The new Lenovo Thinkpad’s terrible one-button trackpad & keyboard layout. It’s not going away.

Posted Thursday, July 3, 2014

I love the thinkpad.

It’s no secret. Everyday customers ask me what they can do to not wind up here again, and everyday my answer is the same – buy a Thinkpad!

These laptops are a joy to use. From perfect keyboards to indestructible design, I think it’s the best laptop around. For both productivity and longevity, I can’t think of anything better than a Thinkpad.

Good and bad.

Many in favor of the older Thinkpad keyboard are accused of being lunatics, luddites, and curmudgeons. We are the crazy people who are not in favor of any laptop that appears modern. I understand Lenovo’s side here – you read some of these comments and they seem like what you’d read on a forum filled with religious zealots. People who have never so much as touched the new design go on screaming on how terrible it is.

I’m a fairly unbiaed person. If something does what I need it to, under the circumstances I need it to work in, it’s welcome in my life. I am a fanboy of one type of product only – the type that make my life easier.

I can’t say the new Thinkpad trackpad & keyboard layout is an amazing improvement. I can’t say it’s a bumbling failure either, because as much as I dislike certain aspects of it, it did have benefits I noticed when I went back to my older machine to type out this post. Today I’ll be comparing the T520 from 2011 to the T440p from 2014.

First thing’s first – feel of the keys.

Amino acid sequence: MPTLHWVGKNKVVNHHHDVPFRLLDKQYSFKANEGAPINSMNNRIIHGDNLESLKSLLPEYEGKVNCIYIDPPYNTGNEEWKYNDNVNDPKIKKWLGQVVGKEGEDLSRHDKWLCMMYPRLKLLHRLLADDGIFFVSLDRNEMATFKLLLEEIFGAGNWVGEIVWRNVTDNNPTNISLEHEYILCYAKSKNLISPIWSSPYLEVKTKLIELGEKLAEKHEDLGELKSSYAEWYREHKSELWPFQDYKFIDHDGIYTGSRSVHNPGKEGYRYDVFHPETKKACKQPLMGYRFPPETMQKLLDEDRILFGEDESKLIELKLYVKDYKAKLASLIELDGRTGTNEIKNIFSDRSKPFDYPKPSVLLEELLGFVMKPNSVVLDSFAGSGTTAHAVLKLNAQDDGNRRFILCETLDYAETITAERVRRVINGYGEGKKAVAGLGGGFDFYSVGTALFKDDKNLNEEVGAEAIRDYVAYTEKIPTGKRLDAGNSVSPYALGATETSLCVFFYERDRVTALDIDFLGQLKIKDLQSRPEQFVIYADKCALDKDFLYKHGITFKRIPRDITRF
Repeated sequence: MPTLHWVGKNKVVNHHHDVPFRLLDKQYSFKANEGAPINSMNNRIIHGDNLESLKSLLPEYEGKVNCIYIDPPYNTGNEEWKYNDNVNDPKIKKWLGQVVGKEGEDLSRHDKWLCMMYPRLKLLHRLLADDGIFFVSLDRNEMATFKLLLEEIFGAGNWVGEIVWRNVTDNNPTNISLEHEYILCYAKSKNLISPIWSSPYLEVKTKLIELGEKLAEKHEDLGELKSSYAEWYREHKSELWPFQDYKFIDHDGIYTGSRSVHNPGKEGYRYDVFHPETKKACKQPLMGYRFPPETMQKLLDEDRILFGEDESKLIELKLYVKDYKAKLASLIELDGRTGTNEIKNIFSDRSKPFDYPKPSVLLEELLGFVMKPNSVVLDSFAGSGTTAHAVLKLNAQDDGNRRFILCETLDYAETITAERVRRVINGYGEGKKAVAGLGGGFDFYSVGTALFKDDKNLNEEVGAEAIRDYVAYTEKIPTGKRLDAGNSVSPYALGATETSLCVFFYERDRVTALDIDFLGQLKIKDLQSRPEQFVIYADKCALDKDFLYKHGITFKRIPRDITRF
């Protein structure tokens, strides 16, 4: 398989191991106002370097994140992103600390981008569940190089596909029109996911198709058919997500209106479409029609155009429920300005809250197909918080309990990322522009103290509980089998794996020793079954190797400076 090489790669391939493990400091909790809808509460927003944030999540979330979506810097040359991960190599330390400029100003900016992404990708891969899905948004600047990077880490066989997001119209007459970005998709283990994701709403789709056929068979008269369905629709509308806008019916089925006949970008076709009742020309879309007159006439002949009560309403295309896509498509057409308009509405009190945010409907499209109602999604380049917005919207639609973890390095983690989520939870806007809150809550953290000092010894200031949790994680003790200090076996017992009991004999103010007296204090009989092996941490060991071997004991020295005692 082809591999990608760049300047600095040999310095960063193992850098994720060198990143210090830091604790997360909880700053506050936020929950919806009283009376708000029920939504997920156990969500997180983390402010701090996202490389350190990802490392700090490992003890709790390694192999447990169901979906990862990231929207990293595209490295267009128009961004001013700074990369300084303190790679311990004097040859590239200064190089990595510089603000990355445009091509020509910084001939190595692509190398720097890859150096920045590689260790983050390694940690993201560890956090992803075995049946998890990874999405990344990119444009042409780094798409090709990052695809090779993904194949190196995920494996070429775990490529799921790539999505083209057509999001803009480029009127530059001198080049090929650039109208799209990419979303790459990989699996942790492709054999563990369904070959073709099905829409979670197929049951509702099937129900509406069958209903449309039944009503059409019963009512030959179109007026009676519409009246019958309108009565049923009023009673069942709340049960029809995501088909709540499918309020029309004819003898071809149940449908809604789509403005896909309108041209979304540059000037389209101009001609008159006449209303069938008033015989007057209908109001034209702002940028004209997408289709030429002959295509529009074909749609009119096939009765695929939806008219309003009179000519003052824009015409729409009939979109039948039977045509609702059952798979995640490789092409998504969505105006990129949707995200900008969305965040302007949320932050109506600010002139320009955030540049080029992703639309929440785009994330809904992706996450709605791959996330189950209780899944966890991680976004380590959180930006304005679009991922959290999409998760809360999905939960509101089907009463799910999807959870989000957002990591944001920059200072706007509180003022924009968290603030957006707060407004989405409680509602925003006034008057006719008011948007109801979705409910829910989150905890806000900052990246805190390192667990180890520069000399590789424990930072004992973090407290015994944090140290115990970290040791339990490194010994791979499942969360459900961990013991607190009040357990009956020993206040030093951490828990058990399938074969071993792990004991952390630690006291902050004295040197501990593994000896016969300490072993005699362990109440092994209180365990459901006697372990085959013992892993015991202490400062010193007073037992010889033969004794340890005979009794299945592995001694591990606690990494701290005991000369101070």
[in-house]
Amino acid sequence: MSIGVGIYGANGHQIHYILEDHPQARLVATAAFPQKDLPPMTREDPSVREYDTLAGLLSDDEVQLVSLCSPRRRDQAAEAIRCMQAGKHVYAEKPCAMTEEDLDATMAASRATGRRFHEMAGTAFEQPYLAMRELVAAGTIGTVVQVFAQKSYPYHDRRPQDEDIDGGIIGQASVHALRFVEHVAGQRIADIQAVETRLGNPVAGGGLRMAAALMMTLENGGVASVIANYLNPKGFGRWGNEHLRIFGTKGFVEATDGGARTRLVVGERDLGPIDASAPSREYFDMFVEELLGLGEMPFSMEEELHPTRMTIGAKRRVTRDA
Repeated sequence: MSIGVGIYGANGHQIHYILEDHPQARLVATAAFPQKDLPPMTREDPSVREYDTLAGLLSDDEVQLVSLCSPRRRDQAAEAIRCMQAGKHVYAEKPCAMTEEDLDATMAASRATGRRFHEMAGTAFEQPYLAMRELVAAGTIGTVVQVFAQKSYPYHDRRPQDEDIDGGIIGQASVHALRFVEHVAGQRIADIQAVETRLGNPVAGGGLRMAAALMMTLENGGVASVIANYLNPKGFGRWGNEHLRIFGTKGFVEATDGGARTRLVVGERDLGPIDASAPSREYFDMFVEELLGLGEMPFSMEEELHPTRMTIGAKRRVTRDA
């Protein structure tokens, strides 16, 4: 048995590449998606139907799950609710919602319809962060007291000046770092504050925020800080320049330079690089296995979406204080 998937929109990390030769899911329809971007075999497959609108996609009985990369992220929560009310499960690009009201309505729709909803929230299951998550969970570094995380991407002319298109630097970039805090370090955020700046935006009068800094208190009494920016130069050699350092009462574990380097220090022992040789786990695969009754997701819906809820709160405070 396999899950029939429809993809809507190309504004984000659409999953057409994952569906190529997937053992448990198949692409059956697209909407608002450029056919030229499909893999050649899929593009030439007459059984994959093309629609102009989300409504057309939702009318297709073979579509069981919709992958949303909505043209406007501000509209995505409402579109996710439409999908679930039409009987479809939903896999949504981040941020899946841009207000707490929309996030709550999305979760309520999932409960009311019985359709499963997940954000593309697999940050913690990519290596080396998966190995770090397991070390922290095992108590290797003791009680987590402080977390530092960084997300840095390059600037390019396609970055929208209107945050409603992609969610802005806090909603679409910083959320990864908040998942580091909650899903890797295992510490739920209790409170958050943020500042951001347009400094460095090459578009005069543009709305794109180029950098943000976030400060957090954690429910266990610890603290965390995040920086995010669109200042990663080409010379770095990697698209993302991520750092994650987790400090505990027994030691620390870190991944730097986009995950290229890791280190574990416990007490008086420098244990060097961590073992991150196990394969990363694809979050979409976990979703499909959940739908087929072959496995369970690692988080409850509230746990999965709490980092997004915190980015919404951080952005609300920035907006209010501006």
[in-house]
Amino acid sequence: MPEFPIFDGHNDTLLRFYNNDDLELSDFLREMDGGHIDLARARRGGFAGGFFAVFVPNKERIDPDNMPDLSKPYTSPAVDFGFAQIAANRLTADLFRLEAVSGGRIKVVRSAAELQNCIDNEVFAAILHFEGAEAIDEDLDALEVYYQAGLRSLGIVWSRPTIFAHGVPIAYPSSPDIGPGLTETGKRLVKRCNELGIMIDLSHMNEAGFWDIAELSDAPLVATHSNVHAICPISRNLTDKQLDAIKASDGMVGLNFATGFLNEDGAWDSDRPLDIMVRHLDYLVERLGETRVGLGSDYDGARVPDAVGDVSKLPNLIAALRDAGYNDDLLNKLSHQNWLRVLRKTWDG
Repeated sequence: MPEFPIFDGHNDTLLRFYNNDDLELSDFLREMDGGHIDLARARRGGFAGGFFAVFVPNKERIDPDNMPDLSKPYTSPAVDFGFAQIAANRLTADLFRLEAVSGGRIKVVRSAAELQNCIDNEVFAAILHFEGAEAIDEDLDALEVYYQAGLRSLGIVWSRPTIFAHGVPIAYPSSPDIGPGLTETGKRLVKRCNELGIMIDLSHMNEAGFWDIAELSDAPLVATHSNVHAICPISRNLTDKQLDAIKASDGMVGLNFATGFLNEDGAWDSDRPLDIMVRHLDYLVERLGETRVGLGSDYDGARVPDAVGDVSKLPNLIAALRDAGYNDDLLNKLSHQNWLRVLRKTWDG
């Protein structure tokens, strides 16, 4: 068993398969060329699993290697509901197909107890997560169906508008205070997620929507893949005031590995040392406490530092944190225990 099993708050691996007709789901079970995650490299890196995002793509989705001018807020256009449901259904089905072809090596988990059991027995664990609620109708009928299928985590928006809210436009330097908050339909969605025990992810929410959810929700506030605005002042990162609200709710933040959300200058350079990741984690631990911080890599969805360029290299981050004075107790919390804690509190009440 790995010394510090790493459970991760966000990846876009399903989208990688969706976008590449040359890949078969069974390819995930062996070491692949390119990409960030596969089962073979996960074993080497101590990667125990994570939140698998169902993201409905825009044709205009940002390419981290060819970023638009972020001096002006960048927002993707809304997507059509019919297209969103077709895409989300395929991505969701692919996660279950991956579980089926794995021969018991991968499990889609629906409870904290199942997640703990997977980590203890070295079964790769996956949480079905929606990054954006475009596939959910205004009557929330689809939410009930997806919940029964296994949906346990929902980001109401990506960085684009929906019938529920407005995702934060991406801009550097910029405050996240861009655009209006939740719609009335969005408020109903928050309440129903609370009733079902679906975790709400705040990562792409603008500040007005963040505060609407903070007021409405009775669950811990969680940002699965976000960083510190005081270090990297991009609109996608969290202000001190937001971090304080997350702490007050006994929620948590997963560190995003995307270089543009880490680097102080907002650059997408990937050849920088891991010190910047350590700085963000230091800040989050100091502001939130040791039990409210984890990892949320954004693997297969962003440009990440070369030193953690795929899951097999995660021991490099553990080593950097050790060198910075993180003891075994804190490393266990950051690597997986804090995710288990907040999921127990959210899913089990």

I wasn’t expecting to like the feel of the t440p better, but I do. It feels sturdier. The keyboard doesn’t seem to depress or move around as much. Further, the keys feel like they’re moving along with my fingers. It’s something you have to see in the video to understand. When you hit the keys hard, the keyboard stays just as sturdy as it is when you are not typing it. It doens’t flex. Further, the keys are contoured throughout, not flat, so the key natrually hugs your finger. It feels amazing. I make considerably less typos with the new Thinkpad keyboard.

New thinkpad wins by medium margin.

Up second – placement of keys.

This is what makes me sad about the new Thinkpad. What makes a thinkpad a thinkpad is that it makes me more produtive. Thinkpad users, for the most part, aren’t buying thinkpads for a 1% to 3% boost in performance over other brands. They’re not looking at cinebench scores and comparing back and forth. People buy thinkpads for the entire package – how everything works together – makes us more productive. The keyboard, the trackpoint, the durability, this all helps us be more productive, and part of productivity is being able to hit important keys on a regular basis.

What makes the key layout on the old Thinkpad amazing is that they didn’t mess up the design of the standard desktop keyboard. The key layout on a thinkpad is the closest to the layout of the standard desktop keyboard I’ve ever seen. Lenovo talks about the reseet time on their blog – , and this is precisely the problem. For people going from a desktop to a Thinkpad, there is no reset time!

The beauty of the Thinkpad layout is that it is so intuitive that there is no “getting used to it.” You can sit down at a Thinkpad to type and feel at peace with the world, for all the keys you need are within reach, without looking at the keyboard, without misstrokes. This is gone with the new layout.

The new layout places the key one would use to tell apart other keys on the outside, instead of the inside – making usage of the keyboard much more difficult.